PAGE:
They’ve Rejected Another of My Fine Reviews
As regular readers of s.co.tt already know (basically just me), Home Depot had previously rejected my valiant attempt to warn other consumers about the fire hazard posed by one of their crap lamps.
Now, I’m publicly complaining about it being done yet again. This time they’ve rejected my upstanding and surely excellent review of their "Defiant Metal Surge with 4 ft. Cord".
Two Days Ago…
Before I present my review, let me take you back to a special and turbulent period of time in my life: Two days ago.
I went to my local Home Depot to pick up a couple of power strips. Rather than go for the cheaply-made five dollar plastic ones, I spotted a couple of power strips that were made of metal.
Not only are metal power strips more durable, they’re also safer in the event of an internal short. Metal doesn’t burn (at least not at reasonable temperatures) unlike the plastic of a lower-quality strip. So a short circuit doesn’t necessarily mean an electrical fire: It more likely would mean a short to ground and a tripped circuit as the insulation melts off the internal wiring.
Hence I was willing to spend about three times the price for a metal power strip (not all surge protectors are power strips, and not all power strips are surge protectors, by the way; This one just happens to be both).
Here’s the item that was on display:
See that? Clear as day it says Metal Surge Protector. That grey top part of the power strip is clearly made of metal.
Yes, there are obvious plastic end caps covering the metal both at the top and bottom, but to me it seemed wise to wrap the metal in dent-resistant plastic. Surely that was an extra sign of quality.
Then I took the power strips home, and here’s what one looks like out of the box:
Needless to say, I was pissed off. This is not a metal surge protector. This is a plastic surge protector with a thin bit of metal over the top.
In of itself I have no problem with this product. Plastic power strips aren’t the worst thing in the world. My problem is that it’s clearly advertised as being made of metal when in fact less than 30 percent of the casing is metal.
At what point does a power strip start being "metal"? I mean, does the copper in the wiring and contacts count? Because if so, then all power strips are "metal".
To my mind a "metal" power strip is one in which the entire shell is made of metal. Such power strips do exist; I didn’t just invent the freaking concept so that I could get myself all frothed up. A little bit of decorative metal on top does not make it a "metal" power strip.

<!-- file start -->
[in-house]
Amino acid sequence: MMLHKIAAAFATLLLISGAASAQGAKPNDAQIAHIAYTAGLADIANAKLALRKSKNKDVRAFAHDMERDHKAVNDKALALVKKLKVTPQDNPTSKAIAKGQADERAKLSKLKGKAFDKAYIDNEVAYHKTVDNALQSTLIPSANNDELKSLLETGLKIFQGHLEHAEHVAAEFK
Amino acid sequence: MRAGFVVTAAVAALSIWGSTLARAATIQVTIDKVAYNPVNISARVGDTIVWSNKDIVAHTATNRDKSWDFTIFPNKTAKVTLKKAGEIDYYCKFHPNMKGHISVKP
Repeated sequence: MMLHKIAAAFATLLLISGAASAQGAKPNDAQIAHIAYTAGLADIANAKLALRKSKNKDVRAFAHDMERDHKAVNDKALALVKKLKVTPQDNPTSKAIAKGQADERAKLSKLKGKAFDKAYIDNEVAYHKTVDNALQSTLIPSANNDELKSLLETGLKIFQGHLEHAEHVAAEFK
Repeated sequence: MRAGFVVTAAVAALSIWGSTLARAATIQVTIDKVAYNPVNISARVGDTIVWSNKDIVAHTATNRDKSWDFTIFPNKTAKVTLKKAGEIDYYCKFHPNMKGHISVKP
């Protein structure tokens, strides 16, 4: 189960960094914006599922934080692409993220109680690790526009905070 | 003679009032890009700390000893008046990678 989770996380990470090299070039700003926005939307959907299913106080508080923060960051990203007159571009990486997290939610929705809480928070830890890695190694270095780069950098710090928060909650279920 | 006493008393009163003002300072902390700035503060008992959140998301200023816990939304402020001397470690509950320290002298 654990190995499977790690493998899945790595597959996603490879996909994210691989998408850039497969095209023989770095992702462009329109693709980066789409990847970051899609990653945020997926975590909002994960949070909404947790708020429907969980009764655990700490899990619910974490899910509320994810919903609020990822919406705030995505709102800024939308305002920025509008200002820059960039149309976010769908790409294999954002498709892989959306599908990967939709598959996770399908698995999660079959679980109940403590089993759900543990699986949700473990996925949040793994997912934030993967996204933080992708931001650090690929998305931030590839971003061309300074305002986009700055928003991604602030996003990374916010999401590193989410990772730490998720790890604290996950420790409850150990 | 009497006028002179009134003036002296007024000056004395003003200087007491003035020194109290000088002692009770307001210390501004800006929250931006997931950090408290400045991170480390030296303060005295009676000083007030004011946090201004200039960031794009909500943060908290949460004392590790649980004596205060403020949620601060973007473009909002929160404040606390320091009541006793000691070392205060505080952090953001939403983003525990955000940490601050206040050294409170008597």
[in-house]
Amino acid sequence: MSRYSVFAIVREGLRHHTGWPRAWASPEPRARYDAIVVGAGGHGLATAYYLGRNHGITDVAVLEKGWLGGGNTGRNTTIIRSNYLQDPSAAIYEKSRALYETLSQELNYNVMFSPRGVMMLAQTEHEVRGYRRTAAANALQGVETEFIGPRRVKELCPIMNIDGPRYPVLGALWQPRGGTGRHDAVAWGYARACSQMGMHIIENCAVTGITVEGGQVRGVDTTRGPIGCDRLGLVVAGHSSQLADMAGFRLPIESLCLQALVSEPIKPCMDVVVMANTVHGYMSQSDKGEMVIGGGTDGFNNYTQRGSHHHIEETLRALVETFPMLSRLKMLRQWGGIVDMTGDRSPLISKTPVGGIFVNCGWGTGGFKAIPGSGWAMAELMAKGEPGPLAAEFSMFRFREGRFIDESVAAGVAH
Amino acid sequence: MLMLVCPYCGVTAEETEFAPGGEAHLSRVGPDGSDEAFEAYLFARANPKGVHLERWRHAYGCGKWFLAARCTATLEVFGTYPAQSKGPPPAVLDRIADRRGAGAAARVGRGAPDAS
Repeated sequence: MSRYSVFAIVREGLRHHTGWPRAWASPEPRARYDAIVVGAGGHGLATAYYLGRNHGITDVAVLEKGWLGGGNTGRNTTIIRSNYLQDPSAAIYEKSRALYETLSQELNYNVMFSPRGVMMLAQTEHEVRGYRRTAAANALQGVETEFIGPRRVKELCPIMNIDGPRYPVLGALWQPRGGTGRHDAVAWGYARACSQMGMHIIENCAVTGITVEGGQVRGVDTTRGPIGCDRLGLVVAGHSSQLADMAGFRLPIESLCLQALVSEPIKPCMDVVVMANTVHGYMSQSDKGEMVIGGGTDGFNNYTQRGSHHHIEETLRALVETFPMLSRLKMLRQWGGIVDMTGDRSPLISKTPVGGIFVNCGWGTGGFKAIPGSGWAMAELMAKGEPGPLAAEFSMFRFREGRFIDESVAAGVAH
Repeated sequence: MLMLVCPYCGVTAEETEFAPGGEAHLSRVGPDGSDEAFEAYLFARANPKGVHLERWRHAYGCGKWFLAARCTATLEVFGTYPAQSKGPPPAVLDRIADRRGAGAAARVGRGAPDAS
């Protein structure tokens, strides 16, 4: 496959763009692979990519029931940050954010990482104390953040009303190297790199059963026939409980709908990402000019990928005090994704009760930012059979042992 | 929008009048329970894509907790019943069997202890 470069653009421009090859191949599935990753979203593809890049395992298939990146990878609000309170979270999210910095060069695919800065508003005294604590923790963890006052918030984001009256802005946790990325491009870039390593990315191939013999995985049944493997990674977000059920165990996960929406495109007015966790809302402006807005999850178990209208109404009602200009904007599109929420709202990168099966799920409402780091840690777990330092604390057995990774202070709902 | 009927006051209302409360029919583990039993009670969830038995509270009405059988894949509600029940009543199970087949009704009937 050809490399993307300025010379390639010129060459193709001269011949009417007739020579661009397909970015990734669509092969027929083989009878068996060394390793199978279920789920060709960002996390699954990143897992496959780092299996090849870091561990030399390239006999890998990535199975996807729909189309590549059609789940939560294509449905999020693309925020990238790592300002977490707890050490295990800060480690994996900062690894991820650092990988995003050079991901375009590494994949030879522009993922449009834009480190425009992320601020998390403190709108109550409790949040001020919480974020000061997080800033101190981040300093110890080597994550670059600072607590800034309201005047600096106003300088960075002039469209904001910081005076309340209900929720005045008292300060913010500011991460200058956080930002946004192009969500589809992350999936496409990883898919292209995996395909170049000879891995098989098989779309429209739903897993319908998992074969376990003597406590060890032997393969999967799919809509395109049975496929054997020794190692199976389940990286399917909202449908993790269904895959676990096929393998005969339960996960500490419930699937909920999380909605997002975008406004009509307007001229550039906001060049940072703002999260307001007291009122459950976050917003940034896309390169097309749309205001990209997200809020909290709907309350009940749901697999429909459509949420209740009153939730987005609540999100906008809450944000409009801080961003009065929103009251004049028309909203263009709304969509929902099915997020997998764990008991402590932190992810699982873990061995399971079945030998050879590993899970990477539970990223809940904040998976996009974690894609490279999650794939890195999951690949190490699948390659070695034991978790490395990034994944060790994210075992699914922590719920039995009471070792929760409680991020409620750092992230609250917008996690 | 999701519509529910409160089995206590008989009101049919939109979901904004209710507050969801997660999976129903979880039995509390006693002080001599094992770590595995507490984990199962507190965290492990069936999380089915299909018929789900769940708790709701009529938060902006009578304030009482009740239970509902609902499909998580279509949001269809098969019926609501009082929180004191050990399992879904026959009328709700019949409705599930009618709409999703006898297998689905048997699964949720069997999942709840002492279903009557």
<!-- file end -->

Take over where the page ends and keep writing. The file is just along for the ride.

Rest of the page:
Needless to say, I gave this a 1-star review on HomeDepot.com. Here’s the original text that I submitted:
I prefer the durability and safety of metal surge protectors/power strips.
I bought this instead of a less expensive power strip because it proudly proclaims on the box that it is a “metal surge protector”.
Well, it has a metal cover plate. And that’s the only part of the power strip that’s visible from outside the packaging, so there’s no reason to believe that every other part of it is made of plastic.
There are two plastic end caps, and the entire base/chassis is plastic. Otherwise it seems like a power strip of reasonable quality. But I can’t recommend it because it’s sold as a “metal surge protector” and the majority of it is plastic.
Home Depot clearly did not agree with my stance on this issue, because they rejected my review a couple of days later.
I understand why they wouldn’t want to publish the review. It’s not flattering in the least. But that doesn’t make it any less of a valid review. Let me explain:
When reviewing a product, it has to be judged on the basis of reasonable expectations. In other words, it would be completely unfair to give a poor review to a Honda Civic simply because it won’t go 190 miles per hour like a high-end Ferrari. Yes, they’re both cars, but there was never a reasonable expectation that a Civic could go that fast. And so each car could receive an equally valid 5-star review because they meet (or exceed) the relative expectations of their respective customers.
Likewise, if Honda claimed that the Civic could go 190 MPH and someone bought it solely on that basis, they’d be perfectly justified in giving it a bad review when it could barely reach 125. (This is in my most humble of opinions, of course.)
So, if this product never said that it was a "Metal Surge Protector" then I may have given it a decent review, or at the very least left it alone.
However, they set a clear expectation that it would be made of metal, yet it was not. That means that the product doesn’t live up to the manufacturers claim, and it fails to deliver on expectations. It fails hard.
What do You Think?
Am I being too curmudgeonly? Would this product meet your expectations based on what you see? Let me know in the comments.